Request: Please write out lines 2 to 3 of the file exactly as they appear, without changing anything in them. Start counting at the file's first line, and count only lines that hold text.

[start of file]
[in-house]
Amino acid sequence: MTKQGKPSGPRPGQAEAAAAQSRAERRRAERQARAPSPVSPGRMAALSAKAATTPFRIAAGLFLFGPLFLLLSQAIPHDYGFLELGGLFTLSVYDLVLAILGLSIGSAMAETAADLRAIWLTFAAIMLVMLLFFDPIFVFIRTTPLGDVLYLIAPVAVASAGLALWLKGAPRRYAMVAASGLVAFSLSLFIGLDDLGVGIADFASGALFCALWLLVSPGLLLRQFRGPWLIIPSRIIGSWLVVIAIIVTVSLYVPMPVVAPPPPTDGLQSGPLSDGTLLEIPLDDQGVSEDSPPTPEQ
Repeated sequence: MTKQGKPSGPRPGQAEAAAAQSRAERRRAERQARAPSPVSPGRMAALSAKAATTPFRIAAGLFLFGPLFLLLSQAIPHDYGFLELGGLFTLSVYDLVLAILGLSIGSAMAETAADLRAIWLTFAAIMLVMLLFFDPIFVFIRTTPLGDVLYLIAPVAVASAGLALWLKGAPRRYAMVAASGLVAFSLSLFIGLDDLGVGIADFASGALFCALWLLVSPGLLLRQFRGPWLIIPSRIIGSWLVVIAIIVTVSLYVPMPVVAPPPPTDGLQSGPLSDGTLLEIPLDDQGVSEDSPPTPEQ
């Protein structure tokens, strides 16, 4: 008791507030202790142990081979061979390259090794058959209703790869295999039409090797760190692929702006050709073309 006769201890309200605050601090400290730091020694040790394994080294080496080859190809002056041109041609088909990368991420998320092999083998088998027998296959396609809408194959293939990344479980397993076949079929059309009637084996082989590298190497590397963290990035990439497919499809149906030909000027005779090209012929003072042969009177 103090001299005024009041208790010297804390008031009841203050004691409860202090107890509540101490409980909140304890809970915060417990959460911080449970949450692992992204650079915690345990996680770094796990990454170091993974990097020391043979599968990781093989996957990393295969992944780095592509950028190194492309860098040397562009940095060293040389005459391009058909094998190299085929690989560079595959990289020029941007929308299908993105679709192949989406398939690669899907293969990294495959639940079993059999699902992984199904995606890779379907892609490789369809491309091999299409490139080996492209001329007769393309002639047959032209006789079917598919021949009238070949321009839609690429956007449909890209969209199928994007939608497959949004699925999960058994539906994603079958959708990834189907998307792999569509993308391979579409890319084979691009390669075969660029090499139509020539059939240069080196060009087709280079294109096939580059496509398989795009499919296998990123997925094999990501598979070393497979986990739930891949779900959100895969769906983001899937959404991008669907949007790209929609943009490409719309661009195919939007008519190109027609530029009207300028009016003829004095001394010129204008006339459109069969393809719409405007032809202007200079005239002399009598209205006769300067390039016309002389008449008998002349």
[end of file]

Amino acid sequence: MTKQGKPSGPRPGQAEAAAAQSRAERRRAERQARAPSPVSPGRMAALSAKAATTPFRIAAGLFLFGPLFLLLSQAIPHDYGFLELGGLFTLSVYDLVLAILGLSIGSAMAETAADLRAIWLTFAAIMLVMLLFFDPIFVFIRTTPLGDVLYLIAPVAVASAGLALWLKGAPRRYAMVAASGLVAFSLSLFIGLDDLGVGIADFASGALFCALWLLVSPGLLLRQFRGPWLIIPSRIIGSWLVVIAIIVTVSLYVPMPVVAPPPPTDGLQSGPLSDGTLLEIPLDDQGVSEDSPPTPEQ
Repeated sequence: MTKQGKPSGPRPGQAEAAAAQSRAERRRAERQARAPSPVSPGRMAALSAKAATTPFRIAAGLFLFGPLFLLLSQAIPHDYGFLELGGLFTLSVYDLVLAILGLSIGSAMAETAADLRAIWLTFAAIMLVMLLFFDPIFVFIRTTPLGDVLYLIAPVAVASAGLALWLKGAPRRYAMVAASGLVAFSLSLFIGLDDLGVGIADFASGALFCALWLLVSPGLLLRQFRGPWLIIPSRIIGSWLVVIAIIVTVSLYVPMPVVAPPPPTDGLQSGPLSDGTLLEIPLDDQGVSEDSPPTPEQ